Impacts of multi-scale solar activity on climate. Part I: Atmospheric circulation patterns and climate extremes
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The impacts of solar activity on climate are explored in this two-part study. Based on the principles of atmospheric dynamics, Part I propose an amplifying mechanism of solar impacts on winter climate extremes through changing the atmospheric circulation patterns. This mechanism is supported by data analysis of the sunspot number up to the predicted Solar Cycle 24, the historical surface temperature data, and atmospheric variables of NCEP/NCAR Reanalysis up to the February 2011 for the Northern Hemisphere winters. For low solar activity, the thermal contrast between the low- and high-latitudes is enhanced, so as the mid-latitude baroclinic ultra-long wave activity. The land-ocean thermal contrast is also enhanced, which amplifies the topographic waves. The enhanced mid-latitude waves in turn enhance the meridional heat transport from the low to high latitudes, making the atmospheric “heat engine” more efficient than normal. The jets shift southward and the polar vortex is weakened. The Northern Annular Mode (NAM) index tends to be negative. The mid-latitude surface exhibits large-scale convergence and updrafts, which favor extreme weather/climate events to occur. The thermally driven Siberian high is enhanced, which enhances the East Asian winter monsoon (EAWM). For high solar activity, the mid-latitude circulation patterns are less wavy with less meridional transport. The NAM tends to be positive, and the Siberian high and the EAWM tend to be weaker than normal. Thus the extreme weather/climate events for high solar activity occur in different regions with different severity from those for low solar activity. The solar influence on the midto high-latitude surface temperature and circulations can stand out after removing the influence from the El Niño-Southern Oscillation. The atmospheric amplifying mechanism indicates that the solar impacts on climate should not be simply estimated by the magnitude of the change in the solar radiation over solar cycles when it is compared with other external radiative forcings that do not influence the climate in the same way as the sun does.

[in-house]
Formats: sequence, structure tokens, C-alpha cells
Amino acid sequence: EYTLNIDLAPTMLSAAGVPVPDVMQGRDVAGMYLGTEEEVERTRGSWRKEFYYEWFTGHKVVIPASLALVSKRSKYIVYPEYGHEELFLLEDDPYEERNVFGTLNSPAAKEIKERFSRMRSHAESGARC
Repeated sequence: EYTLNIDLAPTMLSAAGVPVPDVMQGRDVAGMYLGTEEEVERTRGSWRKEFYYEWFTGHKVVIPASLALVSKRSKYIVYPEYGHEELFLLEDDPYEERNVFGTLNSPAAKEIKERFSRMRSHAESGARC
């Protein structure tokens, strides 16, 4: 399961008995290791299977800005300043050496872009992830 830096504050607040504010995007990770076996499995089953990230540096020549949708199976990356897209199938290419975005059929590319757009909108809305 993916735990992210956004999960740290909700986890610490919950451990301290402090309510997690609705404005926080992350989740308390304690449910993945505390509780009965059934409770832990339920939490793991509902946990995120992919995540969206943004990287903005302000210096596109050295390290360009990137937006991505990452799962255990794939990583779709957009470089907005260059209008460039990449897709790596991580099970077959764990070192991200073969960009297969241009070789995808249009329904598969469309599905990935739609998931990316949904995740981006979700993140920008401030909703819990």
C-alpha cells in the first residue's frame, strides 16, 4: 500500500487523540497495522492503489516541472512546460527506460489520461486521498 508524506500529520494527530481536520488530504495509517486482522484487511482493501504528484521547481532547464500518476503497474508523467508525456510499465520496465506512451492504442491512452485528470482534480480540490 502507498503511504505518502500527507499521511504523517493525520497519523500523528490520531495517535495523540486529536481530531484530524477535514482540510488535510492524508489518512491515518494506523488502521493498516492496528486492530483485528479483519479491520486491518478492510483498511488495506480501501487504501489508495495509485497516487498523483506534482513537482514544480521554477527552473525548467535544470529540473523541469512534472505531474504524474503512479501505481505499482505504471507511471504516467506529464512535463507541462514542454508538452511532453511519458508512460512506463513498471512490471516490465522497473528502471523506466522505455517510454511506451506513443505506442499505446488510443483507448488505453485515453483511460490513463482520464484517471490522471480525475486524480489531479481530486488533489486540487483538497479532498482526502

Key wordssolar impacts on climate surface thermal contrasts dynamical amplifying mechanism atmospheric circulations climate extremes
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